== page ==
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Originally published August 8, 2012 at 8:02 PM | Page modified August 8, 2012 at 8:31 PM

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Truth Needle: McKenna's claim about state's jobless rate is true

Truth Needle: Gubernatorial candidate Rob McKenna says Washington has one of the highest unemployment rates in the country. That's true.

Seattle Times staff reporter

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The claim: Republican gubernatorial candidate Rob McKenna's latest television ad is about his plans to help the state's economy. In it he said, "Our state has one of the highest unemployment rates in the country."

What we found: True.

It's no secret that the economy, in Washington and across the nation, is struggling.

Still, at least one reader was curious enough about the statement in McKenna's TV ad to ask us to check it out. Are we really doing that much worse than most everybody else?

Pretty much, although some explanation is helpful.

There are several ways to measure unemployment, but the most commonly cited is a monthly household survey conducted by the federal Bureau of Labor Statistics. The survey estimates how many people are actively seeking work but do not have a job, a number which is then divided by the overall size of the labor force.

Washington's unemployment rate was 8.3 percent in June, according to the bureau. That's just a hair more than the national rate for that month, 8.2 percent. (The national figure increased to 8.3 percent in July, but the state-by-state July unemployment numbers won't be available for another couple of weeks).

Despite its closeness to the national number, Washington's 8.3 percent ranked as the 14th-highest in the country, according to the bureau.

That may be because some of the largest states, California, New York and Florida, have high unemployment rates, bringing up the national average.

The state with the highest unemployment rate in June was Nevada, with 11.6 percent. North Dakota had the lowest, 2.9 percent.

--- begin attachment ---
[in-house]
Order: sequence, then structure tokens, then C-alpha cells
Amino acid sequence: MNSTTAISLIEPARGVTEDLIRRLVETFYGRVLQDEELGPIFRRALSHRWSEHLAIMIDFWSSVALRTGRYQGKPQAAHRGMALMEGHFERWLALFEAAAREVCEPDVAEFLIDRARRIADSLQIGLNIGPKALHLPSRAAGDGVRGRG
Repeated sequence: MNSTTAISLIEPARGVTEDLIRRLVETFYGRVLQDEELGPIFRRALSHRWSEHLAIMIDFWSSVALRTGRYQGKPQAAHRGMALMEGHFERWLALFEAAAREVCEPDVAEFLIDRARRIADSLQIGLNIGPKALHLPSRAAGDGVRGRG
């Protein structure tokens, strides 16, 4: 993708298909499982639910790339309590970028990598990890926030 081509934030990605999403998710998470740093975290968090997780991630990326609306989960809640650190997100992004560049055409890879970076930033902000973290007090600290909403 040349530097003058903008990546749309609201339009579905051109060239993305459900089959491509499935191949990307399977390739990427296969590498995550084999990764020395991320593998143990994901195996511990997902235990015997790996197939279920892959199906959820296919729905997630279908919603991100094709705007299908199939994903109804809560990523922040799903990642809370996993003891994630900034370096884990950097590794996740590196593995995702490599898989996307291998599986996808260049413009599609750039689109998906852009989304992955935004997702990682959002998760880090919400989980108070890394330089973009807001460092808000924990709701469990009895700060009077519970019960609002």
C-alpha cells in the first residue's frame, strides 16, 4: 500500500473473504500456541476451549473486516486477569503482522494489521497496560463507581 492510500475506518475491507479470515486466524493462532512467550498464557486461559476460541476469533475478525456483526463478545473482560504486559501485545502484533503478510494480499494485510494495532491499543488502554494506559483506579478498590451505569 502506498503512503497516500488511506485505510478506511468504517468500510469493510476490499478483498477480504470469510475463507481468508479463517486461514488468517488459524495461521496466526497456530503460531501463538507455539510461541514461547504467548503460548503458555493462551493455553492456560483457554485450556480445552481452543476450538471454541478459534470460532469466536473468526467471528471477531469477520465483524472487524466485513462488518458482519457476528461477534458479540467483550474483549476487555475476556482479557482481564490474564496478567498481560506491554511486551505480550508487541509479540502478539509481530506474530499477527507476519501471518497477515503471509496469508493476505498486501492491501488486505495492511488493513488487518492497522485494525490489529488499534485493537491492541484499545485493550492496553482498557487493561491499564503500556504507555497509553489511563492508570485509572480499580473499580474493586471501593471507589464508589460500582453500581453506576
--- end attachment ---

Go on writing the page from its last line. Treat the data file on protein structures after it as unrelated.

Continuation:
Washington performs even worse on a broader metric, the so-called U-6 rating. That number includes people who are unemployed by the common definition, but also those who are underemployed — employed part time and trying to find a full-time job — and those who have given up looking for work.

The Bureau of Labor Statistics does not publish monthly state-by-state U-6 rankings. Instead, it releases a quarterly snapshot, which shows U-6 averages for states in the previous 12 months.

The most recent figures show that an average of 17 percent of Washington's workforce was unemployed or underemployed between the end of March 2011 and March 2012. That was tied with Florida and South Carolina as seventh-worst in the country.

Only Nevada (the highest, at 22.1 percent), California, Rhode Island, North Carolina, Oregon and Michigan were higher.

Charles McCray, a McKenna spokesman, said the campaign believes the broader number is a more accurate picture of the unemployment situation.

The campaign sought to highlight the state's relatively poor performance because "it's something a lot of Washington families have been impacted by" and "it's important for them to see in our advertising that Rob gets it," McCray said.

McKenna, currently the state attorney general, is proposing to address the problem by reducing taxes on small businesses and eliminating regulations that may hinder job creation.

Inslee, a longtime congressman, also supports review of some regulation and taxation. More prominently, he is emphasizing the importance of creating jobs in clean-energy fields.

Whether ranking 14th-worst makes Washington's unemployment rate "one of the highest in the country" is something of a judgment call. But the rate is certainly higher than that of most other states, and definitely among the highest in the broader unemployment measure.

For that, we say McKenna's claim is true.

Brian M. Rosenthal: 206-464-3195 or brosenthal@seattletimes.com. On Twitter @brianmrosenthal.

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